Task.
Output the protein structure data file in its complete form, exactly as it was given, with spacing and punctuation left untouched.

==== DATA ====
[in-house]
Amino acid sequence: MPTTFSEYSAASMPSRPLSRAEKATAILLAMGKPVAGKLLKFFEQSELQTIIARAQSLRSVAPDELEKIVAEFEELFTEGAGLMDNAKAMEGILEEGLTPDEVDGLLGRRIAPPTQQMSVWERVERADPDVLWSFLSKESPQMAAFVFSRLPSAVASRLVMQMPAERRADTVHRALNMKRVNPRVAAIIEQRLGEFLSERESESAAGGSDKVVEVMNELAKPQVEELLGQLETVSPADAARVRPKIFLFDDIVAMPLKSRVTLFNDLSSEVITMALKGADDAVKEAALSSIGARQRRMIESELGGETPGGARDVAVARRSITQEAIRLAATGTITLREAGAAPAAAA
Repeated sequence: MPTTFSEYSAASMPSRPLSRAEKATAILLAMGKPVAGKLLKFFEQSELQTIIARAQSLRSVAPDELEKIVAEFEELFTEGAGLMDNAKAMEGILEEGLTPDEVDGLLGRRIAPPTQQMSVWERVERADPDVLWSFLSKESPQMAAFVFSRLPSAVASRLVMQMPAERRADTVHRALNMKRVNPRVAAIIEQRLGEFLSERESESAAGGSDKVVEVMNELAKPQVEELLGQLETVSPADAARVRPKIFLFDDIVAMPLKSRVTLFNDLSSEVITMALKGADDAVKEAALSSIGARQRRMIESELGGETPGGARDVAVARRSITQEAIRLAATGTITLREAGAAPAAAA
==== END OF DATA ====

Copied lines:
[in-house]
Amino acid sequence: MPTTFSEYSAASMPSRPLSRAEKATAILLAMGKPVAGKLLKFFEQSELQTIIARAQSLRSVAPDELEKIVAEFEELFTEGAGLMDNAKAMEGILEEGLTPDEVDGLLGRRIAPPTQQMSVWERVERADPDVLWSFLSKESPQMAAFVFSRLPSAVASRLVMQMPAERRADTVHRALNMKRVNPRVAAIIEQRLGEFLSERESESAAGGSDKVVEVMNELAKPQVEELLGQLETVSPADAARVRPKIFLFDDIVAMPLKSRVTLFNDLSSEVITMALKGADDAVKEAALSSIGARQRRMIESELGGETPGGARDVAVARRSITQEAIRLAATGTITLREAGAAPAAAA
Repeated sequence: MPTTFSEYSAASMPSRPLSRAEKATAILLAMGKPVAGKLLKFFEQSELQTIIARAQSLRSVAPDELEKIVAEFEELFTEGAGLMDNAKAMEGILEEGLTPDEVDGLLGRRIAPPTQQMSVWERVERADPDVLWSFLSKESPQMAAFVFSRLPSAVASRLVMQMPAERRADTVHRALNMKRVNPRVAAIIEQRLGEFLSERESESAAGGSDKVVEVMNELAKPQVEELLGQLETVSPADAARVRPKIFLFDDIVAMPLKSRVTLFNDLSSEVITMALKGADDAVKEAALSSIGARQRRMIESELGGETPGGARDVAVARRSITQEAIRLAATGTITLREAGAAPAAAA